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EU summit drags into 3rd day amid splits on virus fund

BRUSSELS — European Union leaders remained fundamentally divided for a third day Sunday over an unprecedented 1.85 trillion-euro ($2.1 trillion) EU budget and coronavirus recovery fund, and German Chancellor Angela Merkel warned that they might not reach a deal despite the urgency imposed by the pandemic.

Luxembourg Prime Minister Xavier Bettel said in his seven years’ experience of European meetings, “I have never seen positions as diametrically opposed as this.”

Even with Merkel and French President Emmanuel Macron negotiating as the closest of partners, the traditionally all-powerful Franco-German alliance could not get the bloc’s 27 quarreling nations in line.

Often negotiating outdoors on a sundeck in the Europa summit center in Brussels, the blue skies and fresh breeze had no impact on the mood. Undiplomatic terms like “hate” and “grumpy” have been thrown around between leaders during marathon negotiations that should have drawn everyone closer together to fight a historic recession in the bloc.

“Whether there will be a solution, I still can’t say,” Merkel said as she arrived early for the extra day of talks.

The differences were so great that Sunday’s resumption of talks by all 27 leaders together was pushed back several hours to near evening as small groups worked on new compromise proposals.

The pandemic has sent the EU into a tailspin, killing around 135,000 of its citizens and sending its economy into an estimated contraction of 8.3% this year.

The bloc’s executive has proposed a 750 billion-euro coronavirus fund, partly based on common borrowing, to be sent as loans and grants to the countries hit hardest by the pandemic. That comes on top of the seven-year 1 trillion-euro EU budget that leaders have been haggling over for months even before the pandemic hit.

All nations agree they need to band together but richer countries in the north, led by the Netherlands, want strict controls on spending, while struggling southern nations like Spain and Italy say those conditions should be kept to a minimum.

Merkel and Macron walked out of heated talks before dawn Sunday with five nations nicknamed “the frugals,” bemoaning their lack of commitment to a common cause.

“They ran off in a bad mood,” Dutch Prime Minister Mark Rutte said after Merkel and Macron’s departure, calling the mood “grumpy.”

The so-called frugal nations held talks with EU summit host Charles Michel early Sunday but the chances of quick progress appeared remote. Merkel and Macron refused to water down their proposals of aid while Rutte and others also stuck to their demands.

A worker is seen near European Union flags ahead of the EU leaders summit amid the coronavirus disease (COVID-19) outbreak in Brussels, Belgium, July 16, 2020. Photo by Francois Lenoir/Reuters.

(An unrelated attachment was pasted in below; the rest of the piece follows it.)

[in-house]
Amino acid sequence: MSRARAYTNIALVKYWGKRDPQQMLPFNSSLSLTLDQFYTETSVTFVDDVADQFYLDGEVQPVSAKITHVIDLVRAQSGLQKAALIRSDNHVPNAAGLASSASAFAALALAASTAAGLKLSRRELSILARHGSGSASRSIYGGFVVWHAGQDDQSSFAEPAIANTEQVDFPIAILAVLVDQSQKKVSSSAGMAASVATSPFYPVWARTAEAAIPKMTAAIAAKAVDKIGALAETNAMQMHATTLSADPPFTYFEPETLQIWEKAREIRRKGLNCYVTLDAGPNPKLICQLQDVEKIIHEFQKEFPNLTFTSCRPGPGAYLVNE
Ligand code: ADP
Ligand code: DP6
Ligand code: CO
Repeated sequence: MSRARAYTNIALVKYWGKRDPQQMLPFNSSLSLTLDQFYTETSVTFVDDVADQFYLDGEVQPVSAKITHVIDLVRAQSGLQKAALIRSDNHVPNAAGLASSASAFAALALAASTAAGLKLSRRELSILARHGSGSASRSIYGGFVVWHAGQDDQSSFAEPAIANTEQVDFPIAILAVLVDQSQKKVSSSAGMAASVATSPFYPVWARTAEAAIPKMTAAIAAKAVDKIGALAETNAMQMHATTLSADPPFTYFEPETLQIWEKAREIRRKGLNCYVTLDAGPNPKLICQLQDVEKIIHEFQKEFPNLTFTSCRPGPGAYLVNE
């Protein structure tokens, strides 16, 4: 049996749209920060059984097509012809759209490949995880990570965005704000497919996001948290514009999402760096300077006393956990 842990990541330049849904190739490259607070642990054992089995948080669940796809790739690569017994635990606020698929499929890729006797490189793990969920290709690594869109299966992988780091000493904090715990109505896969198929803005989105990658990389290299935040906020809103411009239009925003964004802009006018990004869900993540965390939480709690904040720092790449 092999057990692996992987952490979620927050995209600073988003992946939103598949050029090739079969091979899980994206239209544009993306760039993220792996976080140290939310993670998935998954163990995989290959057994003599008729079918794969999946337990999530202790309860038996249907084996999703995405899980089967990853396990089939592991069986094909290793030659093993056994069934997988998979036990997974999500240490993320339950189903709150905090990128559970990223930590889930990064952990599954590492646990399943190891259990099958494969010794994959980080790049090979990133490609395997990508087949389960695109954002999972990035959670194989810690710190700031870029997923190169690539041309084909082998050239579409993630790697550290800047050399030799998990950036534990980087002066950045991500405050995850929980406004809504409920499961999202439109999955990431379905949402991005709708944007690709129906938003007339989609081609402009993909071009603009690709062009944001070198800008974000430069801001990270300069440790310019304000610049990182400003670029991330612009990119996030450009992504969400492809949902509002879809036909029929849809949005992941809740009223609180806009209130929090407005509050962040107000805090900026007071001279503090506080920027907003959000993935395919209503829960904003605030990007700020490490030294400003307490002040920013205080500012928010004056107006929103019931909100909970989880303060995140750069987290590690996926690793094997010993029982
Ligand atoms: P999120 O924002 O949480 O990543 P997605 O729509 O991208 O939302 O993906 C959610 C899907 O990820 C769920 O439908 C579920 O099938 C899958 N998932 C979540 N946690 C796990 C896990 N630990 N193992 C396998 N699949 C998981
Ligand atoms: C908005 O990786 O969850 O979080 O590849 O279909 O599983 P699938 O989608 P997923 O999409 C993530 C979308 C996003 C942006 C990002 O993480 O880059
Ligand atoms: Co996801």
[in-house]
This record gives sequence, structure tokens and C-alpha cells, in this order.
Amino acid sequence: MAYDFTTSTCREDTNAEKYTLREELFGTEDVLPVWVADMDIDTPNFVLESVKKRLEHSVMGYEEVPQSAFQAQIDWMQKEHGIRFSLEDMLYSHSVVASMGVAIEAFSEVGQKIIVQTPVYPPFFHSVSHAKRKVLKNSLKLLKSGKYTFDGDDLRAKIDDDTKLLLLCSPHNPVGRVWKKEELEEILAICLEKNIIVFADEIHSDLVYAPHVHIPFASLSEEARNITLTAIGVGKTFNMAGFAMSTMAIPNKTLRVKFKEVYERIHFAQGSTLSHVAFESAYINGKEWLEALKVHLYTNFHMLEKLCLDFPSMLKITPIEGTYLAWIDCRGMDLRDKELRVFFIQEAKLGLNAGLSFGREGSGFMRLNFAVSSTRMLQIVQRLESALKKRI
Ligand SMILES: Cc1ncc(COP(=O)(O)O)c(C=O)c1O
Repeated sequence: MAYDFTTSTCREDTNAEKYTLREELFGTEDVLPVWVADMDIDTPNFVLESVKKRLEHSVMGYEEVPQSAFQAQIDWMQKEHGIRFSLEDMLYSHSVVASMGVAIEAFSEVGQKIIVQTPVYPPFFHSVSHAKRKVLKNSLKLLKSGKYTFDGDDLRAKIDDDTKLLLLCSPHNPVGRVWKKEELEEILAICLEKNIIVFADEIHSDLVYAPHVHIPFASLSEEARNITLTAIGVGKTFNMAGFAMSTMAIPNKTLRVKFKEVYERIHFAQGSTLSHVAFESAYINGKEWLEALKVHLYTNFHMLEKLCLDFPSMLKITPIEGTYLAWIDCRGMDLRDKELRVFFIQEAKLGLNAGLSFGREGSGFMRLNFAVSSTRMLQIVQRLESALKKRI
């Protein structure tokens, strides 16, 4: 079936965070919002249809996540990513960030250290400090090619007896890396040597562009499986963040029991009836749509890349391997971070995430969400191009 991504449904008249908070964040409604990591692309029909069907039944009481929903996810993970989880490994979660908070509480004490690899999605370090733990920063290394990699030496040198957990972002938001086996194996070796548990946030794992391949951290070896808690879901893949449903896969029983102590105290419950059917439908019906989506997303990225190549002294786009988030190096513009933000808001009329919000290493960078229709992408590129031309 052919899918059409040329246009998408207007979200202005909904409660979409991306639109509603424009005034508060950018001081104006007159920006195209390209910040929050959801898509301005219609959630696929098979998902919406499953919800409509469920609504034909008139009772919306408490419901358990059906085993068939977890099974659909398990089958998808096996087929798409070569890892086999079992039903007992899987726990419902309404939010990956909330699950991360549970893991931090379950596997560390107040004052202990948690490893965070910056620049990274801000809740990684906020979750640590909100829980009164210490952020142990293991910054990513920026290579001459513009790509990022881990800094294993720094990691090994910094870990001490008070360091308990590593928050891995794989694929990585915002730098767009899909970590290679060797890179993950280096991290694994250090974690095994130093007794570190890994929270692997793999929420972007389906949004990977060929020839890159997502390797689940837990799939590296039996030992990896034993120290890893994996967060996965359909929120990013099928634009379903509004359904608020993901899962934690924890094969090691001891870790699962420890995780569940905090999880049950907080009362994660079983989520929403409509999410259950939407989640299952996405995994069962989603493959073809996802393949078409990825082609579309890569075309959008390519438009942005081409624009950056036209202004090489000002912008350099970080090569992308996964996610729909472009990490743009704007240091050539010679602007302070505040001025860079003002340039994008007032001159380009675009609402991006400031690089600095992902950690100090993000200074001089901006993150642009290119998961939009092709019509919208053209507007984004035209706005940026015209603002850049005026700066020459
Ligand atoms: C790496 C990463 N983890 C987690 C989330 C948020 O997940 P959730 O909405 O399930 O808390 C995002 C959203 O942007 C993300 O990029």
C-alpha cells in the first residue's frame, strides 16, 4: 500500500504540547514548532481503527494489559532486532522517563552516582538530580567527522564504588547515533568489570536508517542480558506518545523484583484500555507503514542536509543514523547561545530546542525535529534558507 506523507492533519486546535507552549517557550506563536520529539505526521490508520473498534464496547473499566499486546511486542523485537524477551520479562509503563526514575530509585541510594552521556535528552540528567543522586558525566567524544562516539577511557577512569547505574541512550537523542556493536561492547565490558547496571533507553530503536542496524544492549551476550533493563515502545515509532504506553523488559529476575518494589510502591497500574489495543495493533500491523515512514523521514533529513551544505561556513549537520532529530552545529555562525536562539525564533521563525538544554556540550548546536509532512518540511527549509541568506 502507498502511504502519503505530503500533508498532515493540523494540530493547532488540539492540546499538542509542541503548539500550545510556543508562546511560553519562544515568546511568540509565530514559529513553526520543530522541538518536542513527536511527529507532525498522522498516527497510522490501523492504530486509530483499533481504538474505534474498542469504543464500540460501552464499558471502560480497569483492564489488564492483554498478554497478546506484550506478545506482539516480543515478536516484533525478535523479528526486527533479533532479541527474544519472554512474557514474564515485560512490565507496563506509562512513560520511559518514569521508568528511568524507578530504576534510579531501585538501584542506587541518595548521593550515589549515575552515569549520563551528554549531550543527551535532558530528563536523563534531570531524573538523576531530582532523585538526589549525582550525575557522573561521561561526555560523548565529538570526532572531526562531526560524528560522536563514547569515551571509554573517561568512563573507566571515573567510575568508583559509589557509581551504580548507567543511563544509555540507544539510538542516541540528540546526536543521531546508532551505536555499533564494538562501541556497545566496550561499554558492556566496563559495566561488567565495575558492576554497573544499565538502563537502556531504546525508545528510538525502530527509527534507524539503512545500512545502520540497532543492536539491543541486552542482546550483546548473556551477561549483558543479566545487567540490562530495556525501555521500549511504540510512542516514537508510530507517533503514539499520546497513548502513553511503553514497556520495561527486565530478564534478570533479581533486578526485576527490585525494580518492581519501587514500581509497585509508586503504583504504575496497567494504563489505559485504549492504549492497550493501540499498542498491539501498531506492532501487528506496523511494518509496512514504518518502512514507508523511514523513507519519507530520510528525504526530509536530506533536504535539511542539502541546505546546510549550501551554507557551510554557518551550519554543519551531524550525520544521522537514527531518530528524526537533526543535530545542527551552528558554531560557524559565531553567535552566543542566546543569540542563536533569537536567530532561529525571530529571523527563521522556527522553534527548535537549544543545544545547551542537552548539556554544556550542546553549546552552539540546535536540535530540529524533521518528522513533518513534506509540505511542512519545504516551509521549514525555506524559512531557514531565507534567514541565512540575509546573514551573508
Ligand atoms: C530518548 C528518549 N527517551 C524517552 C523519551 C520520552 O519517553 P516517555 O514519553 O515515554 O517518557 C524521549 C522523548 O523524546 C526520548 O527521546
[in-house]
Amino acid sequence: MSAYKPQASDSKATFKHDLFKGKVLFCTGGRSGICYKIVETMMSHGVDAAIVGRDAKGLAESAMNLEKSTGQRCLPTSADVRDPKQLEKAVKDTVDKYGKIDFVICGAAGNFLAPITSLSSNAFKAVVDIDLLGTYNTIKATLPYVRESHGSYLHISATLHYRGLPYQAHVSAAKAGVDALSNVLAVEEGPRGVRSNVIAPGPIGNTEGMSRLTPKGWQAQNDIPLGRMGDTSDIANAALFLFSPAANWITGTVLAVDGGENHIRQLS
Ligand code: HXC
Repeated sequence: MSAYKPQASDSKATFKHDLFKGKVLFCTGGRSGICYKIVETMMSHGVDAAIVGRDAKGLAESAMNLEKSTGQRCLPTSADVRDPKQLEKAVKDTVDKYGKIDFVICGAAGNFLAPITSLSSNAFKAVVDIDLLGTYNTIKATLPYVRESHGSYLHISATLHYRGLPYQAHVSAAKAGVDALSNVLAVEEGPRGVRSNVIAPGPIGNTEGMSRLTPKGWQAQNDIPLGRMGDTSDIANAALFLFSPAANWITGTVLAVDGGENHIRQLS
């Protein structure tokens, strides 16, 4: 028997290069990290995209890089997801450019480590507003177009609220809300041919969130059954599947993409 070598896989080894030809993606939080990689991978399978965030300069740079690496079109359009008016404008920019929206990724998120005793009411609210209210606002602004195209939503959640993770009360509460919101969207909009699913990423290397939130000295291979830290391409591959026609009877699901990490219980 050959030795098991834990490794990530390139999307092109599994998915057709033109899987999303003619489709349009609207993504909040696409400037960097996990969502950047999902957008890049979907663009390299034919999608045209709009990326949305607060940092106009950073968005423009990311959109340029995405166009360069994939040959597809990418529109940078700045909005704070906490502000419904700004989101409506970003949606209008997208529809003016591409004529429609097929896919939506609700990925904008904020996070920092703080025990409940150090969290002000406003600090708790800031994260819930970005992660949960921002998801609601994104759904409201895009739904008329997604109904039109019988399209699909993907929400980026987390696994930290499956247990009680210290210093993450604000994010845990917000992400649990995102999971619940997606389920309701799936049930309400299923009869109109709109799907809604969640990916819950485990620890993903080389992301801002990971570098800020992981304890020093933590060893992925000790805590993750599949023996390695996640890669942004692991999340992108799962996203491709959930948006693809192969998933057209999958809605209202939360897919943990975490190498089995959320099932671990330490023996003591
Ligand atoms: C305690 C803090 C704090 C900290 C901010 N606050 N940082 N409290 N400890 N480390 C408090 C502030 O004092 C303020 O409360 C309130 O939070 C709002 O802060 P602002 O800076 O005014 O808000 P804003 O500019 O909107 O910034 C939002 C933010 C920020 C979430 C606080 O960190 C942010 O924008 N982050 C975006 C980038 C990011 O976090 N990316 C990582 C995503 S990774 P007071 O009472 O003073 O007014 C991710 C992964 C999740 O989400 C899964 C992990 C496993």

Hungarian Prime Minister Viktor Orban raised the specter of a second wave of COVID-19 that could hit EU economies hard.

“It is a decisive moment,” said an EU official, who asked not to be identified because the negotiations were ongoing. “We are negotiating under the pressure that a deal is a must.”

Rutte has long been known as a European bridge builder, but this weekend his tough negotiating stance is being blamed for holding up a deal. He and his allies are pushing for labor market and pension reforms to be linked to EU handouts and a “brake” enabling EU nations to monitor and, if necessary, halt projects that are funded by the recovery fund.

While Italian Prime Minister Giuseppe Conte says he has a good personal relationship with Rutte, he said the “clash is very hard” and that Rutte’s demand for a veto ”is an unwarranted request.”

“He can’t ask us to do specific reforms,” Conte said. “Once (the aid) is approved, each country will present its proposals.”

Another member of the frugals, Austrian Chancellor Sebastian Kurz, said he still believed a deal was possible, but there is a “long way to go,” the Austria Press Agency cited Kurz as saying.

Rutte also wants a link to be made between the handout of EU funds and the rule of law — a connection clearly aimed at Poland and Hungary, countries with right-wing populist governments that many in the EU think are sliding away from democratic rule.

“I don’t know what is the personal reason for the Dutch prime minister to hate me or Hungary, but he’s attacking so harshly and making very clear that because Hungary, in his opinion, does not respect the rule of law, (it) must be punished financially,” Orban said.

Orban added he was prepared to stick around for a week if necessary to reach a deal.

“Not even soccer is as important as reaching an agreement. It’s not about Hungary but about Europe now,” said the notoriously soccer-mad prime minister.

Macron said leaders need to compromise but still respect the underlying principles of the EU.

“It is still possible, but these compromises, I say very clearly, will not be made at the cost of European ambition,” he said.

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Mike Corder reported from The Hague, Netherlands. Associated Press writer Geir Moulson contributed from Berlin.

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